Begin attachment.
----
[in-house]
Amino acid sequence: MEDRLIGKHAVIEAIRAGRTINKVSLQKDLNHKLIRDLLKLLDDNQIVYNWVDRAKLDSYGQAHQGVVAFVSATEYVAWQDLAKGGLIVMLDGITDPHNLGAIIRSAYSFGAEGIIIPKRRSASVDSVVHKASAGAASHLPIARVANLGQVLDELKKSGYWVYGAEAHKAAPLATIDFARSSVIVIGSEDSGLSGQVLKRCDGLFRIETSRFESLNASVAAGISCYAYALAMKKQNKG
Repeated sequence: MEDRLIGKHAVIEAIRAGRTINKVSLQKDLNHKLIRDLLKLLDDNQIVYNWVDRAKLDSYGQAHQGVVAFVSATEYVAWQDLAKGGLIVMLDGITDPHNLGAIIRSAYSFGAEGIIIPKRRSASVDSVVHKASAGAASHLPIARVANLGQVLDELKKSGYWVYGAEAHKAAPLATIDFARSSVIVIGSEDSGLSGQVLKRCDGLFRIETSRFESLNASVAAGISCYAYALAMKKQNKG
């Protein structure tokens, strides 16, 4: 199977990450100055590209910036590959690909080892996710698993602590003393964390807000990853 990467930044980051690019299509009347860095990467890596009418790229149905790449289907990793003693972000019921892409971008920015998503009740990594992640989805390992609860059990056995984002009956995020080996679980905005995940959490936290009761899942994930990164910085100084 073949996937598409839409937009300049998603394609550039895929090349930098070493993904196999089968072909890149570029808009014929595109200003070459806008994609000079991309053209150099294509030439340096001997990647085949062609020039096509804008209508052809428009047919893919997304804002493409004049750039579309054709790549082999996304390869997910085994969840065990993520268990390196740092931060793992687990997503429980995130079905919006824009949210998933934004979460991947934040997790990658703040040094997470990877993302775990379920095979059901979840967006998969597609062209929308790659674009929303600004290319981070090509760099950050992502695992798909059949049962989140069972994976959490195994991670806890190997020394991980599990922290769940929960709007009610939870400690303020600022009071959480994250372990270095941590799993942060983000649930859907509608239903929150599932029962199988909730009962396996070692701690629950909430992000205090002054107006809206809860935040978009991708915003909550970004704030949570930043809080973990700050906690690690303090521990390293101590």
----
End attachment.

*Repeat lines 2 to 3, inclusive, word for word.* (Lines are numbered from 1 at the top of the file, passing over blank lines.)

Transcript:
Amino acid sequence: MEDRLIGKHAVIEAIRAGRTINKVSLQKDLNHKLIRDLLKLLDDNQIVYNWVDRAKLDSYGQAHQGVVAFVSATEYVAWQDLAKGGLIVMLDGITDPHNLGAIIRSAYSFGAEGIIIPKRRSASVDSVVHKASAGAASHLPIARVANLGQVLDELKKSGYWVYGAEAHKAAPLATIDFARSSVIVIGSEDSGLSGQVLKRCDGLFRIETSRFESLNASVAAGISCYAYALAMKKQNKG
Repeated sequence: MEDRLIGKHAVIEAIRAGRTINKVSLQKDLNHKLIRDLLKLLDDNQIVYNWVDRAKLDSYGQAHQGVVAFVSATEYVAWQDLAKGGLIVMLDGITDPHNLGAIIRSAYSFGAEGIIIPKRRSASVDSVVHKASAGAASHLPIARVANLGQVLDELKKSGYWVYGAEAHKAAPLATIDFARSSVIVIGSEDSGLSGQVLKRCDGLFRIETSRFESLNASVAAGISCYAYALAMKKQNKG